Stir Fry Meatballs (Whole 30)

Recently, I have started thinking about doing a podcast related to A Solitary Feast. It would not only cover topics related to small batch cooking and baking, it would include food, cooking and baking topics in general. I started brain storming potential topics this morning and , while I got fairly good start on potential pod cast topics, I thought I would ask you what food related topics you might like to see covered in a pod cast. If you have any ideas please leave them in the comments so I can add them to my list.

This pod cast idea is only in the very early stages of development. I have to be sure this is something I would want to do enough to keep at it because, unlike blogging, there is equipment I need to buy and a whole new skill set I need to learn. My friend, Steph, started a pod cast a while back and is helping me avoid some of the problems she had starting hers. It is fun to thinking about new things to add to the blog.

Stir Fry Meatballs

Adapted from the Castaway Kitchen

1 lb ground pork

1/2 cup shredded broccoli

1/2 cup shredded carrot

1 1/2 green onions, mince

1 tsp garlic powder

1 tsp kosher salt

1 tsp dried parsley

1 tsp ground ginger

1/2 tsp onion powder

1/2 tsp ground cumin

1/8 tsp Chinese 5 spice powder

1 TBS coconut aminos

1 TBS almond flour

1 tsp sesame seeds


1 TBS coconut aminos

1 TBS spicy brown mustard

1 TBS cold bone broth

1 1/2 tsp rice wine vinegar

1/2 tsp fish sauce

1/2 tsp toasted sesame oil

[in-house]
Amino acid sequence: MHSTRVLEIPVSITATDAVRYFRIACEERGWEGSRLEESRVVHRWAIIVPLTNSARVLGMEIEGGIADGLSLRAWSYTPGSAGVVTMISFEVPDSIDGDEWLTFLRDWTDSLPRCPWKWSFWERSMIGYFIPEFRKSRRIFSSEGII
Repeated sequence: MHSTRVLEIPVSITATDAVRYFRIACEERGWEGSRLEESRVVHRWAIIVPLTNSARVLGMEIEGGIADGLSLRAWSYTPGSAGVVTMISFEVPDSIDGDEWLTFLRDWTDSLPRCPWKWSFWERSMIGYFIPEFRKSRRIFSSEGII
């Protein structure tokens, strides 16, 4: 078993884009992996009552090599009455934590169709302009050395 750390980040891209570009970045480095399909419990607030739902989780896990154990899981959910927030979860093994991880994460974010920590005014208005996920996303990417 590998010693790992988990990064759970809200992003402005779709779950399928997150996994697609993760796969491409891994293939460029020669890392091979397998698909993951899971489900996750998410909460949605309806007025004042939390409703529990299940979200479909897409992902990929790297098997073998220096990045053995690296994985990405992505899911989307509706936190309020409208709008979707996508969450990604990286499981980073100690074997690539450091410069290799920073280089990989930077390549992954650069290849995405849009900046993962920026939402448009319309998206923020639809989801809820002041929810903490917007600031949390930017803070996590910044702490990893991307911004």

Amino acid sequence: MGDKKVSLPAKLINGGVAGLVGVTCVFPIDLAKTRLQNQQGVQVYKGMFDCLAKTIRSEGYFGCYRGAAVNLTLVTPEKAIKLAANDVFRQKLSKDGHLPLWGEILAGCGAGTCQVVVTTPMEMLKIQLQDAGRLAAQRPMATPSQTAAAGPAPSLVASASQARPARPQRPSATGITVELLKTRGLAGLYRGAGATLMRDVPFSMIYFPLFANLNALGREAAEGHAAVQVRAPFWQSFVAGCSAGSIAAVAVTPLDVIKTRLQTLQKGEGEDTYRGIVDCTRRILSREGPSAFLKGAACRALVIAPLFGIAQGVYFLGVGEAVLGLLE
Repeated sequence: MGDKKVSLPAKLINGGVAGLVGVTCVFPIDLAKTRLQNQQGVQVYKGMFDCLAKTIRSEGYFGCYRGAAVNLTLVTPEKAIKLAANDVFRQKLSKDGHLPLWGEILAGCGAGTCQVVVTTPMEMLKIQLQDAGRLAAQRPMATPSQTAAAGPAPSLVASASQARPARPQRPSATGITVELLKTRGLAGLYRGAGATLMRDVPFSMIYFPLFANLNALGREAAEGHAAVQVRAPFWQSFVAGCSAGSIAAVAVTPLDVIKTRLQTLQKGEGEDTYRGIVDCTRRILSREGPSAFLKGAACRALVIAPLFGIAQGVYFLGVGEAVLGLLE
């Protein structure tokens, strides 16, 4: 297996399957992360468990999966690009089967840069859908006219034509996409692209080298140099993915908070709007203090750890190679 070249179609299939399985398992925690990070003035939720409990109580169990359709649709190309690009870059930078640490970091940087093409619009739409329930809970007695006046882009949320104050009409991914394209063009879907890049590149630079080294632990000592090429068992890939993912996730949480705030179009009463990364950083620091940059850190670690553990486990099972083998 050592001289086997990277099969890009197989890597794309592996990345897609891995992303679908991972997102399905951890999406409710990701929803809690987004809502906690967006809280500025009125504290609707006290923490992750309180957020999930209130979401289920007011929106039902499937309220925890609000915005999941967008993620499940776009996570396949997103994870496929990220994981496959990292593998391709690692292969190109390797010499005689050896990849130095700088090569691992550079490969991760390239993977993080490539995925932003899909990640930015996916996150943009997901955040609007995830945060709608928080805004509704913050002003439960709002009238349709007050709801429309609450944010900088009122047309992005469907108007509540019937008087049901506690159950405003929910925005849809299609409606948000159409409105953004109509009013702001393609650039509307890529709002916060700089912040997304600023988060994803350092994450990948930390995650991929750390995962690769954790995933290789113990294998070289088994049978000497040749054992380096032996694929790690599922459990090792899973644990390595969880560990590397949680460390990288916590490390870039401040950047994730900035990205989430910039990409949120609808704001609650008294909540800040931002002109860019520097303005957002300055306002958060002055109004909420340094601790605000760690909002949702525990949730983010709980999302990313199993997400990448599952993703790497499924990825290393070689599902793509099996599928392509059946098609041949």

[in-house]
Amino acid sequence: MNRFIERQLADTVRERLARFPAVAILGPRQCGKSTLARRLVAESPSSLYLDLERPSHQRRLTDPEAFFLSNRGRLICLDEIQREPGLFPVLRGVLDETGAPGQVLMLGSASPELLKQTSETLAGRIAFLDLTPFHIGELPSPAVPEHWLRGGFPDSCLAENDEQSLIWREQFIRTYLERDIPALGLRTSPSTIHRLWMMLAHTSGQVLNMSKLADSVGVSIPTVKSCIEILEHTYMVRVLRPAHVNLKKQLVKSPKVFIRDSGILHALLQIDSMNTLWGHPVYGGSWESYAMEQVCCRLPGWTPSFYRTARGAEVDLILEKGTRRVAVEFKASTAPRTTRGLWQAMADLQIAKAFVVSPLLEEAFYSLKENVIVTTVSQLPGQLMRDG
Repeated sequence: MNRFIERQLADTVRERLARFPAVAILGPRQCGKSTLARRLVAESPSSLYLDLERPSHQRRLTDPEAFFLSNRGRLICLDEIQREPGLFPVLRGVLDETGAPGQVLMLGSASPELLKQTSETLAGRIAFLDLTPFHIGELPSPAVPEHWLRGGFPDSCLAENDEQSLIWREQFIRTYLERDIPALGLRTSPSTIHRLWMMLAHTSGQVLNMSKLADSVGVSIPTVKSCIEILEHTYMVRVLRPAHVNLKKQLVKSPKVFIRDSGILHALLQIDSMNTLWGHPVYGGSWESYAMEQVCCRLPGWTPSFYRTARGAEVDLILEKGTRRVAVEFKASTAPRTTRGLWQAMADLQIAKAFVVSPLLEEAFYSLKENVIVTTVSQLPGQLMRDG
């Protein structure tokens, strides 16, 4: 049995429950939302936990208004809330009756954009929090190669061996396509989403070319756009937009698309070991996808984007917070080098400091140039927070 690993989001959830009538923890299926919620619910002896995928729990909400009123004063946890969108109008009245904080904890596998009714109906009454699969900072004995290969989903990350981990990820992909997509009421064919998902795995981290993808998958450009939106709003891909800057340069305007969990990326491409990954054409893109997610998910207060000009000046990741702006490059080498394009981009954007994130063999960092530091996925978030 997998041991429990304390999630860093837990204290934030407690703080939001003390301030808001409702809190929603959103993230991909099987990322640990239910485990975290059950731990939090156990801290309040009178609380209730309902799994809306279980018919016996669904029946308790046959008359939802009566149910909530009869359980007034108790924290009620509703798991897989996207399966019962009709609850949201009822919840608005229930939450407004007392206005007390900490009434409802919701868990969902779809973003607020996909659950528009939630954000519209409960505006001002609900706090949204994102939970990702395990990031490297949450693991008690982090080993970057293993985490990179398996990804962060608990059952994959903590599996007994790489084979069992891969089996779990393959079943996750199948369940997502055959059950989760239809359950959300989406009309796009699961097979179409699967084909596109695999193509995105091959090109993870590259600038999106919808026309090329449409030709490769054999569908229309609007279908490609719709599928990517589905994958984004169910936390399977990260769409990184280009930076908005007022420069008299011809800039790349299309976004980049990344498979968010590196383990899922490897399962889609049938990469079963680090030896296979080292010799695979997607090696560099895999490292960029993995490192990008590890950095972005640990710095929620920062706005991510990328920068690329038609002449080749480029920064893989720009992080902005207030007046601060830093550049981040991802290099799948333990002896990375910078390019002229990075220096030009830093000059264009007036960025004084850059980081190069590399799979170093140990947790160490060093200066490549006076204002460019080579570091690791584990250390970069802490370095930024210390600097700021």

Preheat oven to 350 degrees. In a medium bowl, combine ground pork, vegetables, garlic powder, salt, dried parsley, ginger, onion powder, cumin, Chinese 5 spice powder, coconut aminos and almond flour.

Shape into 12 meatballs and place on a sheet pan. Sprinkle with sesame seeds. Bake 30 to 40 minutes until golden brown.

While the meatballs are cooking make the sauce, mix the coconut aminos, spicy brown mustard, bone broth, rice wine vinegar, fish sauce and toasted sesame oil in a small bowl. Mix well. Serve with the meatballs as a dipping sauce.

Air Fryer Won Ton Meatballs

Sometimes it takes a good friend to point out the obvious. A few days ago I was complaining about the limited choices I have for lunch now that I am working from home because I don’t own a microwave. I can hear you all gasping but I hardly ever used it. It was taking up valuable kitchen real estate I would rather use for other things, like my air fryer, that I use all the time. When mine quit working, I never replaced it and until now never missed it.

My friend, Ess, said “why don’t you reheat things in your air fryer?” How come it took me 5 1/2 months of owning an air fryer to think of that?

Wonton Meatballs

From the Air Fryer Revolution cookbook

1 pound ground pork

2 large eggs

1/4 cup chopped green onion, white and green parts

1 TBS fresh minced ginger

3 cloves garlic, minced

2 tsp soy sauce

1 tsp oyster sauce

1/2 tsp salt

1 tsp black pepper

1/4 cup chopped fresh cilantro or parsley, optional

In a large bowl, combine the pork, egg, cilantro, green onions, ginger, garlic, soy sauce, oyster sauce, salt and pepper. Use your hands to completely mix the ingredients into the meat, about 2- 3 minutes.

For the meat mixture into 12 balls. Place the balls in a single layer in the air fryer basket. Set the air fryer at 350 degrees for 10 minutes. Serve.

Air Fryer Merguez Meatballs (Whole 30)

Lately, my cooking is looking alot like an episode of the competitive cooking show, Chopped. I am grabbing a bunch of random stuff from my fridge and freezer and trying to turn it into a meal.

This morning, I all I found in the fridge was ground chicken and some random vegetables and salad greens because I haven’t been to the grocery store in almost two weeks.

The meatballs are a simple recipe from one of my favorite cookbooks, Everyday Air Fryer by Urvashi Pitre. Beware! This recipe packs a little punch. It was a little surprising when I bit into the first meatball.

African Merguez Meatballs

Adapted From the Everyday Air Fryer Cookbook

1/2 lb ground chicken

1 clove garlic, finely chopped